Archives for posts with tag: psychogeography

I had a neat experience of geognitive dissonance the weekend before last, when I visited by former city-of-residence Montreal, along with many many other people from Halifax.

On Sunday afternoon, I was delighted to find that the visionary producers of Pop Montreal, and local Mile-End public space advocates and super group RuePublique, planned the final day of the fantastic music and arts festival to coincide with Les Bons Voisins de St Viateur, the annual St Viateur Street fair. Providing all-afternoon free shows on the street, Pop Montreal also had its Puces Pop event in the basement of a church directly fronting the fair. The result was a constant flow of people throughout the day, enjoying the street-hangs, slowly filtering through the church doors to enjoy the dense display of crafts on offer.

Having thoroughly enjoyed the Black Street block party only one week earlier in Halifax, I was psyched to get a dose of some Montreal same-same but different. Though entirely different from the residential, leafy neighbourhood times of the Black Street block party, Mile End’s St. Viateur festival was Montreal’s gritty urban iteration of the same culture of the do it yourself, for yourself spirit, and take-back-the-streets attitude.

Several blocks were closed to cars, and the commercial high street yielded to small-job booths of crafters, free bike repair, and food stands by and for neighbours. Both Black and St Viateur festivals rejected corporate aesthetics, favouring the small scale and the scrappy. A successful intervention on the street was the laying of sod — inviting passersby to lie down in the middle of the street, reclining in repose, fulfilling the essence of the Montreal hang in an atypical mid-street locale. A characteristically grey but sunny autumnal day enveloped the hangs, and highlighted the beauty of St Viateur’s built form.

Scrappy DIY art-projects on St Viateur (courtesy of RuePublique Facebook group)

Midday I found myself on a picnic table in front of a brick building at the St Viateur street fest’s mid-point. I was in good company, joined by a few friends I’ve met in Halifax, laughing and reminiscing about nights’ passed. Contently, I looked around to marvel at the delightful street scene, quickly realizing that about 40 people surrounding me were from Halifax, or connected to the city in some way. I tuned into the sound beginning to pour from the nearby bandstand, and started to bopping my head to familiar tunes from Halifax’s Old and Weird. The picnic table, the closed off street, the brick buildings framing the scene, the people surrounding me, and the music narrating it all — the scene was an exact reproduction of SappyFest, an indie rock festival in Sackville New Brunswick, that similarly attracts droves from Halifax, only in this instance, it was several months later and several hundred kilometres further west.

Compare this Montreal Mile End street scene…

to a similar scene in Sackville, New Brunswick

A head-ache, it was – a veritable space-warp. Here was a social network I directly associate with a specific place – Halifax (and including Sackville, the Martime region, I guess) – transposed onto another city, a city that I associate with an entirely different social network to boot.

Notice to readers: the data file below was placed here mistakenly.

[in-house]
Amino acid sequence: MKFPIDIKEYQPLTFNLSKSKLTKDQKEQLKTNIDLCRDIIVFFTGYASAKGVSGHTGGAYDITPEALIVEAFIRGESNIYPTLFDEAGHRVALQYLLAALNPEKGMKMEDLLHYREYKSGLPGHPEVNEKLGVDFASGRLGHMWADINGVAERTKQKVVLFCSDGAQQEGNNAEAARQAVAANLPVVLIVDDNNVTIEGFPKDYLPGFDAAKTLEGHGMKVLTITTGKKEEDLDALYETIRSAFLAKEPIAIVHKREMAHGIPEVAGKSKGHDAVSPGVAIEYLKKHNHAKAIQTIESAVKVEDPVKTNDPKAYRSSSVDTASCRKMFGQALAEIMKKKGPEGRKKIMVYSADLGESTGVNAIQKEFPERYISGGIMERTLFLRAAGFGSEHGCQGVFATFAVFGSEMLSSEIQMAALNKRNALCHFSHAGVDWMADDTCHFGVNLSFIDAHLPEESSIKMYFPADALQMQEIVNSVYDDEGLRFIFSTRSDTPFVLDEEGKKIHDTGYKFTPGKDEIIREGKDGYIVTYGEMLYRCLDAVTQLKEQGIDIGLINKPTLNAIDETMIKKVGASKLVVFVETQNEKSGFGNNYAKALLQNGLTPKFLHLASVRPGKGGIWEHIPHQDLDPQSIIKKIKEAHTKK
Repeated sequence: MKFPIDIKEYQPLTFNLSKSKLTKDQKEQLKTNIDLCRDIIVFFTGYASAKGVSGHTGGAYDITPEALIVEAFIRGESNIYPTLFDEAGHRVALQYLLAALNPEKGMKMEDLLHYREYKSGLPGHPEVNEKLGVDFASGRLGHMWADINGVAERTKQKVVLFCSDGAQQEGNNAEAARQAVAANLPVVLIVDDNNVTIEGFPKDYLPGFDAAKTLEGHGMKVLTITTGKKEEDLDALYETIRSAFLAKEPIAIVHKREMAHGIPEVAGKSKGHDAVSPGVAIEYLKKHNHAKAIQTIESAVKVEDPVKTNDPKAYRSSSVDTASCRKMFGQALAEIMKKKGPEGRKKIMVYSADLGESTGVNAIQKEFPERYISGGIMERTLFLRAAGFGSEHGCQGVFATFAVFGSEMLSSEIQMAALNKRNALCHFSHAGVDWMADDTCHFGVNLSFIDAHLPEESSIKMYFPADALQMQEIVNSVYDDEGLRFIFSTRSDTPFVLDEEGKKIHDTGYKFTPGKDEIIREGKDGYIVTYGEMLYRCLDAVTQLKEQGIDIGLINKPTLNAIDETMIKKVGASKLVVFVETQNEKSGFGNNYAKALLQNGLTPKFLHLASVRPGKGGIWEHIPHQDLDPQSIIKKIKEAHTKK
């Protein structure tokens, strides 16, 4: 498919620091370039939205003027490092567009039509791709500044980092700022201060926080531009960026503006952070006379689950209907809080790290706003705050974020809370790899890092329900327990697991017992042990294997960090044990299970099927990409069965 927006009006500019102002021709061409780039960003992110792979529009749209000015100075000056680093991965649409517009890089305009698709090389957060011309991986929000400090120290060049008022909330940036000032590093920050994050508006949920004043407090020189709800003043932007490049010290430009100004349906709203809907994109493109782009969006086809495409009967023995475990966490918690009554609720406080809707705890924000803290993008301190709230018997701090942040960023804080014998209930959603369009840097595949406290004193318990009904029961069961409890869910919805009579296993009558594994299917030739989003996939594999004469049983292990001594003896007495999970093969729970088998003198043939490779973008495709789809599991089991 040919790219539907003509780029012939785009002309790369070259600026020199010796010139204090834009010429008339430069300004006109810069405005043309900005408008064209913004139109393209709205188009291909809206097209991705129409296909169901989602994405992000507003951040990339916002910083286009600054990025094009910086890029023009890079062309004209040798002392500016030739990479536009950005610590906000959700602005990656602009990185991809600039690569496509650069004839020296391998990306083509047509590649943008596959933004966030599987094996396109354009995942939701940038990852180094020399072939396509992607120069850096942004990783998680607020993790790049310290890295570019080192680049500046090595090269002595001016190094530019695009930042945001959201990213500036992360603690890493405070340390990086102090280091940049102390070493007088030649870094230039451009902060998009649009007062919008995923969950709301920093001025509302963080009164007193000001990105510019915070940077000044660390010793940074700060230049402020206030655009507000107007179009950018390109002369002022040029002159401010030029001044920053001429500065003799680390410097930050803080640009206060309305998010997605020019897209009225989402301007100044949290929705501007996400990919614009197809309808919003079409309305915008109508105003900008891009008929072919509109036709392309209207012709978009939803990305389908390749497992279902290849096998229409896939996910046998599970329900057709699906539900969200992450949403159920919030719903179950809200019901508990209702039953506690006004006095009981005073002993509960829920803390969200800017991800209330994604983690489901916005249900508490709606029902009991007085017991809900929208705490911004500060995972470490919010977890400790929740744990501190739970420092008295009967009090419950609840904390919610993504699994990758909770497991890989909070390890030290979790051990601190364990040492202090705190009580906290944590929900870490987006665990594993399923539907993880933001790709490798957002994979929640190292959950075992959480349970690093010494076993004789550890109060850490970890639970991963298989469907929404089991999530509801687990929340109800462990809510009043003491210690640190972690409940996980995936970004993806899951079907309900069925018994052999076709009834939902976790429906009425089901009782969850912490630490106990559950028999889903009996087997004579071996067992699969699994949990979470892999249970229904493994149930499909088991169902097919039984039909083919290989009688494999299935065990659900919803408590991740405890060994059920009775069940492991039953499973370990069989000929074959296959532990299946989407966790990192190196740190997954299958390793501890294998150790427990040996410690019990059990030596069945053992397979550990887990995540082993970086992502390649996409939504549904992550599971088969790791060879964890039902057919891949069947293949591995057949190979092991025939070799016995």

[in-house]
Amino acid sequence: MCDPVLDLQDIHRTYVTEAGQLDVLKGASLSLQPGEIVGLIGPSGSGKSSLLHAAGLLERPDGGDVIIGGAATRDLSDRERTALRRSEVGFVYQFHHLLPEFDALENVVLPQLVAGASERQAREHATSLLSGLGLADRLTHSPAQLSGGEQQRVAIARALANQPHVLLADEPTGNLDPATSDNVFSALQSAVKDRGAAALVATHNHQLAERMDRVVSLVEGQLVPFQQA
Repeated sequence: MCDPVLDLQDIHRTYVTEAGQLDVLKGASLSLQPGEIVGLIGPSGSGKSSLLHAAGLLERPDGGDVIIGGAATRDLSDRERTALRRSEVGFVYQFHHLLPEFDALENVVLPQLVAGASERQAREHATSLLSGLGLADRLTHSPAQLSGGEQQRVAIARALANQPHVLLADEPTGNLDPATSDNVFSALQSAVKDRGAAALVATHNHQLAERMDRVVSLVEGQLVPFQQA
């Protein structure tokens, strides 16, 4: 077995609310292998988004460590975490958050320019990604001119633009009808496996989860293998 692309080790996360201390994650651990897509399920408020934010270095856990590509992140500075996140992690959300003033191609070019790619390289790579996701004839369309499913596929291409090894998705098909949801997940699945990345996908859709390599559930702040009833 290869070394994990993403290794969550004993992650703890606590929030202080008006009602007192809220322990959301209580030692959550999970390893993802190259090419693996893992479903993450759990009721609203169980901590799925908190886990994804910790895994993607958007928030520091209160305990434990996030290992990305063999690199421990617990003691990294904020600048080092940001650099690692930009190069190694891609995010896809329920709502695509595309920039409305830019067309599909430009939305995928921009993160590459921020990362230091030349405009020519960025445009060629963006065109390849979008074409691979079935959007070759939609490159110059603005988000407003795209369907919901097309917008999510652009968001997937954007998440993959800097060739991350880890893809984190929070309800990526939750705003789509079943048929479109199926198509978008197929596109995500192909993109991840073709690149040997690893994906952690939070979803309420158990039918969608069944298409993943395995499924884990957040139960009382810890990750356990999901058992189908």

Pure geognitive dissonance.


I’ve written a lot recently about the concept of geognitive dissonance: geography-induced cognitive dissonance. These are moments when the supposed linearity of space gets warped, and you experience a non-contiguous geography. Times when your senses mix, and vision defers to more subtle, powerful experiences of taste, touch, smell that break at the seams of our notion of objective space. Basically, geognitive dissonance is when you’re in one place, but something causes you to feel like you’re in another place, a place you’ve been before and know quite well.

I realize that I’ve inadvertently written about geognitive dissonance many times without naming it as such.

I’ve written about how the sweet-stale subway scent in Berlin transported me to Toronto’s TTC;

I wrote about closing my eyes on Toronto BIXIs, and feeling as if I were on a bike I got to know in Montreal;

I explored the proliferation of heterogenous big box architecture, and how it served to emphasize the difference of context in a pharmacy of the exact same layout in Montreal versus Halifax.

Though there isn’t a post about it, today with my dad, I biked a former rail path that has since been converted into a bike trail in Nova Scotia, and when I closed my eyes, felt I was in Toronto’s belt line – the same soft gravel crunching under moving wheels, the same sense of enclosure between the trees on each bank, the same light filtering through the leaves.

This is a powerful concept, I think.

It demonstrates that reality is not linear. That our world can never be known fully as objective, and that our senses have transformative, transport-ative properties. Vision and observation only go so far to explain the relationships in this world, as I, for one, experience geognitive dissonance quite often. Perhaps daily.

I know reality through a nuanced, deeply entrenched personal geography, and that personal geography is located squarely in the realm of my senses, altering my perceptions and the spatial locations of vantage points that I interpet the world from.

To whom it may concern at blogTO,

I am writing to offer my midtown Toronto expertise to blogTO’s readers, and am applying for your Eglinton West (International Market) assignment.